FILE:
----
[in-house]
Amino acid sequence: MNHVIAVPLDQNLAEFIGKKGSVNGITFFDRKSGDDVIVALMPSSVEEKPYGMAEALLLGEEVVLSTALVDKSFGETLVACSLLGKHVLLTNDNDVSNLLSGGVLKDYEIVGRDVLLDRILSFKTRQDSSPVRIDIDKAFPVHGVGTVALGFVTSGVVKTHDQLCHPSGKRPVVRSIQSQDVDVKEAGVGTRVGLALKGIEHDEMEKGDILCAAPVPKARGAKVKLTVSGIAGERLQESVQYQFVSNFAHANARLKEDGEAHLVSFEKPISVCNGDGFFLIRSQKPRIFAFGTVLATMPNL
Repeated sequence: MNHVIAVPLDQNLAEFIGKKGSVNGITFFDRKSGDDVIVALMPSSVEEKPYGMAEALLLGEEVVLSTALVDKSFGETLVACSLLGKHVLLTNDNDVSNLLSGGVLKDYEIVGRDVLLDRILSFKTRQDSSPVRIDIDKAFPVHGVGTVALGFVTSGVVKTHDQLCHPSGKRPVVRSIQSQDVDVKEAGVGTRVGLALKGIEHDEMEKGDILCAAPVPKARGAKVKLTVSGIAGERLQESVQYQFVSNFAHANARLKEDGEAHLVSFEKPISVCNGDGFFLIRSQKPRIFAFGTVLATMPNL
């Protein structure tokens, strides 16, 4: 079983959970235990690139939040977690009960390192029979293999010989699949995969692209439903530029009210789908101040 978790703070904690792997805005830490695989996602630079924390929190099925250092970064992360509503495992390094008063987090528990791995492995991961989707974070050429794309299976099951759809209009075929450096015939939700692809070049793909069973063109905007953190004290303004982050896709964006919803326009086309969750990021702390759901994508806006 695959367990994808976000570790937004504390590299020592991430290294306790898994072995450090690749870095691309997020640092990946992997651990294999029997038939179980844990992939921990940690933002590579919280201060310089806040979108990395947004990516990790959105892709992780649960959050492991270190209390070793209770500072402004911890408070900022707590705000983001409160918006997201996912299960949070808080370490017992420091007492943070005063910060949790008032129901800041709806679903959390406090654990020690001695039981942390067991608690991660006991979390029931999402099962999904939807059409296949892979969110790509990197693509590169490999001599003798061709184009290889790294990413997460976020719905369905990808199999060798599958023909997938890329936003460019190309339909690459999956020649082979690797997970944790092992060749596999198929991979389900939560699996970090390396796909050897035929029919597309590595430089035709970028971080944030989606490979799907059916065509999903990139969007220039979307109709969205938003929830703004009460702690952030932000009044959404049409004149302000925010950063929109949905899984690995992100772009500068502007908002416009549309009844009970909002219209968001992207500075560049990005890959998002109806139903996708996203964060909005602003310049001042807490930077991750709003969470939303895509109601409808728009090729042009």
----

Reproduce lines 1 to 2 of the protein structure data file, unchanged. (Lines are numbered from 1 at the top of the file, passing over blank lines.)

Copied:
[in-house]
Amino acid sequence: MNHVIAVPLDQNLAEFIGKKGSVNGITFFDRKSGDDVIVALMPSSVEEKPYGMAEALLLGEEVVLSTALVDKSFGETLVACSLLGKHVLLTNDNDVSNLLSGGVLKDYEIVGRDVLLDRILSFKTRQDSSPVRIDIDKAFPVHGVGTVALGFVTSGVVKTHDQLCHPSGKRPVVRSIQSQDVDVKEAGVGTRVGLALKGIEHDEMEKGDILCAAPVPKARGAKVKLTVSGIAGERLQESVQYQFVSNFAHANARLKEDGEAHLVSFEKPISVCNGDGFFLIRSQKPRIFAFGTVLATMPNL